Description

1) Summary or Summaries: What Do I Include in the Summary or Summaries?

Think of your summary as a study aid you write for yourself. Be sure to identify the main ideas in the text and how the author supports them. Do not skip over large sections of text. Make it clear that you did the entire reading and did so carefully. You must summarize all of the readings assigned for that day.

When you write your summary of the reading try to illustrate what you think the author is saying to the best of your understanding. You will not be marked down for failing to comprehend the reading in its entirety. What I am looking for is evidence that you read it from start to finish and really tried your best to understand it. You are being assessed on genuine effort to understand the text and complete your homework in its entirety and to make relevant discussion points.

2) Two Philosophical Discussion Points: What is a Philosophical Discussion Point and How Do I Cite?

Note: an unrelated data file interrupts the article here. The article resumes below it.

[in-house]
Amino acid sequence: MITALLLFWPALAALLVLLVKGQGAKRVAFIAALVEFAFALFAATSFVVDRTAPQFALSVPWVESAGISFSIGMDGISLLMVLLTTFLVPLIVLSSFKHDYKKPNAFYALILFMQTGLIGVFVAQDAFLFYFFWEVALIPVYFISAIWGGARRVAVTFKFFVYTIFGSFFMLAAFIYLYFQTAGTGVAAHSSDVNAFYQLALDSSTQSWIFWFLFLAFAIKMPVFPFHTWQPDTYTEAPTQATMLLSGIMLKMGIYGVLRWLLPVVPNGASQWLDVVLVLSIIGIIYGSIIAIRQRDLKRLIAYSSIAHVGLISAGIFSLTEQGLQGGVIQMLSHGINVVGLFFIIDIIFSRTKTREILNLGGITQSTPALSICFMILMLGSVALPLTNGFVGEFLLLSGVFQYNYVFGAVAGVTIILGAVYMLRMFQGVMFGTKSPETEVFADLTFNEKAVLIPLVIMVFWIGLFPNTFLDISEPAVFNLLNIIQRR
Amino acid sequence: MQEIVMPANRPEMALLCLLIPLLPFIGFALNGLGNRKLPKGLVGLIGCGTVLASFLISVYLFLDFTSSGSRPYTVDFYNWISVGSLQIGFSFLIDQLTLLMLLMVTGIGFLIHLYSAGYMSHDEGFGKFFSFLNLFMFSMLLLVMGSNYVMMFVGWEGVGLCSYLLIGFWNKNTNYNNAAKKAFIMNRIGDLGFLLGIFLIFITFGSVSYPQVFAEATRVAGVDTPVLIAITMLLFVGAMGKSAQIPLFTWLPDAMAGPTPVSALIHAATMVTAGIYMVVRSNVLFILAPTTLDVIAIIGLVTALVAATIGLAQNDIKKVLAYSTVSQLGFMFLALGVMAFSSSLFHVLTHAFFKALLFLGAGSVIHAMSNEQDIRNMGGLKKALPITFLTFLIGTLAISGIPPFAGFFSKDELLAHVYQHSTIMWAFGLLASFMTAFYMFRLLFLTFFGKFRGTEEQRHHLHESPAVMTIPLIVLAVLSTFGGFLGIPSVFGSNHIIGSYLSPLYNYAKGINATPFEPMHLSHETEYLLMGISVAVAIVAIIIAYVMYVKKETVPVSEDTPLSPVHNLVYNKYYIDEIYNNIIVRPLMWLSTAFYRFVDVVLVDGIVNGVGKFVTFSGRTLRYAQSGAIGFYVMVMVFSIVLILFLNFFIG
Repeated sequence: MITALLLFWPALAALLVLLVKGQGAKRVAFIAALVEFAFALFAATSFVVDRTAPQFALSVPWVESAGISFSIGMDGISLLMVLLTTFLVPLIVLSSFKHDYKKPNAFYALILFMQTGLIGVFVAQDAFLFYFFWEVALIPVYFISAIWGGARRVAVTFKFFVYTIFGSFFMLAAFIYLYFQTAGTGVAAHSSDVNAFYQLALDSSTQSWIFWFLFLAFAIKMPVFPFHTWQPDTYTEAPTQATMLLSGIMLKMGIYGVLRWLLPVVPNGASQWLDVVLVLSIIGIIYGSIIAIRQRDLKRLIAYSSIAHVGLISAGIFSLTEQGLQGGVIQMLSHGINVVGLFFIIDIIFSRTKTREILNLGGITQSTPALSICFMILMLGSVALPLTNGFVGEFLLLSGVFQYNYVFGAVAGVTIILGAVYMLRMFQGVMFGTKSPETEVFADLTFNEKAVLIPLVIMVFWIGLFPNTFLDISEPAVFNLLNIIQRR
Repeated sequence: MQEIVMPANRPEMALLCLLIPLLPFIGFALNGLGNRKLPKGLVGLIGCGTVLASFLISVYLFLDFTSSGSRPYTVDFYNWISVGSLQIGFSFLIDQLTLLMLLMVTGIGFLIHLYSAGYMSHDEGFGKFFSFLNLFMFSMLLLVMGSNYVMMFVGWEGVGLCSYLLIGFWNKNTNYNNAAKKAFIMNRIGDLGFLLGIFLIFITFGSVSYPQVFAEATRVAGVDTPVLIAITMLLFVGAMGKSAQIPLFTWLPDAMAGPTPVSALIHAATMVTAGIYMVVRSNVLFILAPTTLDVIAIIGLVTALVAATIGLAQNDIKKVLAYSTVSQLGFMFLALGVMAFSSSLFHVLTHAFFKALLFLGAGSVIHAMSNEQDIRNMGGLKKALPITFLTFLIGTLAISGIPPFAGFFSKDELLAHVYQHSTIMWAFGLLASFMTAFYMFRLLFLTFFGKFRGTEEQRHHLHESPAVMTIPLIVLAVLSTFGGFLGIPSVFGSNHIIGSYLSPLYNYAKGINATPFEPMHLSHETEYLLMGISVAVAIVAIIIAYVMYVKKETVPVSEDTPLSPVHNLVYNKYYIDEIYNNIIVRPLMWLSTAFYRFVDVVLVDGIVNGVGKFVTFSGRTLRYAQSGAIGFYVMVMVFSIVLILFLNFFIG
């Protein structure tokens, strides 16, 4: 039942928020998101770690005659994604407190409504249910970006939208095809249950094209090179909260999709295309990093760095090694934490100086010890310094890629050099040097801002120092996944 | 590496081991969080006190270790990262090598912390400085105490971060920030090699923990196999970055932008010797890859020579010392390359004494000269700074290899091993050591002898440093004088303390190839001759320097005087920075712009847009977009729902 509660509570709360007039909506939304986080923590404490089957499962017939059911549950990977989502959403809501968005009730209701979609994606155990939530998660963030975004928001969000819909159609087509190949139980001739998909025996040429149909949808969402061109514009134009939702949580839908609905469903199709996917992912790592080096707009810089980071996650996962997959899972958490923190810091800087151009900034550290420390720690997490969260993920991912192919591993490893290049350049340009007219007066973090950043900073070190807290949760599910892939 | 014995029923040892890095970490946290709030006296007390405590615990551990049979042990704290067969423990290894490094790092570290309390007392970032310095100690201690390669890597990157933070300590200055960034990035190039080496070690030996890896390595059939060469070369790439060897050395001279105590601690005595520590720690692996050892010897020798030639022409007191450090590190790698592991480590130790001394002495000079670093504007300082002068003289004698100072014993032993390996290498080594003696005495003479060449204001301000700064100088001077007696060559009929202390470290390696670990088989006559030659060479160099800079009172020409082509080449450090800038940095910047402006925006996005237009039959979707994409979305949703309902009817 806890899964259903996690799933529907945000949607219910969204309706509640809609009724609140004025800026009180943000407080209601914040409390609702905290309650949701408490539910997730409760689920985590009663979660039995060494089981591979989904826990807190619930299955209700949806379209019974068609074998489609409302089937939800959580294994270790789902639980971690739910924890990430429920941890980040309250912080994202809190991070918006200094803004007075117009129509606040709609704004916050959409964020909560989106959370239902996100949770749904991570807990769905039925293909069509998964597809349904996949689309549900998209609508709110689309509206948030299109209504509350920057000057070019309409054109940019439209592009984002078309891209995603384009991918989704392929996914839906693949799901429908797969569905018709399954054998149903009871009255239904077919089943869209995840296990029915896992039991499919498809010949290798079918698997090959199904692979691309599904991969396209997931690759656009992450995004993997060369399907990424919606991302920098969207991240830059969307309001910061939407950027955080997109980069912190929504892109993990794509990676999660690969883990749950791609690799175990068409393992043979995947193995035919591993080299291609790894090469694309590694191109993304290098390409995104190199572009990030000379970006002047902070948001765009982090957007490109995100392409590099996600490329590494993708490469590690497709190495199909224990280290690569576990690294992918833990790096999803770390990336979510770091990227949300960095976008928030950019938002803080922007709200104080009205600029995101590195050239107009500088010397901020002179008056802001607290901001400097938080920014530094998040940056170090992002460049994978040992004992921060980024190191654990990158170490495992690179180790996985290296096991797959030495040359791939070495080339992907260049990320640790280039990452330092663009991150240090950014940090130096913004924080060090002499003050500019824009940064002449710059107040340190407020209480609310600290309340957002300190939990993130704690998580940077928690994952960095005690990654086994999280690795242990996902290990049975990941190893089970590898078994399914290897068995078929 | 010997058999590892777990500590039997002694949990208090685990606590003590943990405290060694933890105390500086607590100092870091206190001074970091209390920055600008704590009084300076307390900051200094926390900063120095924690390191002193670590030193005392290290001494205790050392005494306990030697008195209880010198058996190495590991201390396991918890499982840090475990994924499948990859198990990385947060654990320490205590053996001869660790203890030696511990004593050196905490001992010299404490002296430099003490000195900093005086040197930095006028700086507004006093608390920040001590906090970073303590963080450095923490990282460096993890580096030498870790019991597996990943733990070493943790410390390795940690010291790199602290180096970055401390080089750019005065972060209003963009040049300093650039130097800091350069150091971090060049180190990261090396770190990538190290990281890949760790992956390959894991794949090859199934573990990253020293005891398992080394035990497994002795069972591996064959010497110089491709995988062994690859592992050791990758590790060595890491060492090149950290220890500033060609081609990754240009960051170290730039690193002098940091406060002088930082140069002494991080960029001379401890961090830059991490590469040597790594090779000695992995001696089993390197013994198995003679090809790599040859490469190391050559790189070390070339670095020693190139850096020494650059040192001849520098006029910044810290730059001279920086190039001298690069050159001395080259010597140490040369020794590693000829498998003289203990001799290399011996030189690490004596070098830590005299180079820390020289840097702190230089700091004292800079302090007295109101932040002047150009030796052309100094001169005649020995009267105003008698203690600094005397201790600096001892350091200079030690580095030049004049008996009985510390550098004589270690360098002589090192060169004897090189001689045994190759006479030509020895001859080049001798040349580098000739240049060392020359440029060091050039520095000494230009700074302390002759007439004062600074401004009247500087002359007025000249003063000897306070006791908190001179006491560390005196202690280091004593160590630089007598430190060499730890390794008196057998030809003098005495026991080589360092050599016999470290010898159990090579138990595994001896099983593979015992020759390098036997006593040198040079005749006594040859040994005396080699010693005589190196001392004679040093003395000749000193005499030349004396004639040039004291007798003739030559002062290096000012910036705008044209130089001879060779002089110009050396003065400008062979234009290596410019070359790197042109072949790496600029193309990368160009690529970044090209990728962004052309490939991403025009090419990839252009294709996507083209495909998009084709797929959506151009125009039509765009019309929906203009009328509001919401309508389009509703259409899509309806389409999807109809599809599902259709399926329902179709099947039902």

At the bottom of your summary or summaries you will have a total of two discussion points. Number them 1.) and 2.). The discussion points are philosophical—they illustrate whether you think the theorist is right or wrong and give reasons as to why. As such, your discussion point will start with either: A) you saying you think the theory is right and say why (give your own reasons) or B) you saying you think the theory is wrong and say why (give your own reasons). Be sure to elaborate on the reasons you think the theory is right or wrong, don’t just repeat what the theorist said…provide your own reasons.

The discussion points will make evident that you have done your reading by referring to specific content from the reading (i.e. you must cite the relevant section or sections of the reading) and through situating your discussion point in that portion of the text before making your discussion point. This means at least one sentence will have a citation for each of your discussion points. Your points are meant to spark discussion; they are the sort of points you would like to make in class. In fact, you will make these points during class. You will want your discussion points to provide evidence of completed reading, thoughtful engagement with the text, and crucial ideas/definitions being identified.

3) In the Summary How Do I Cite My Sources?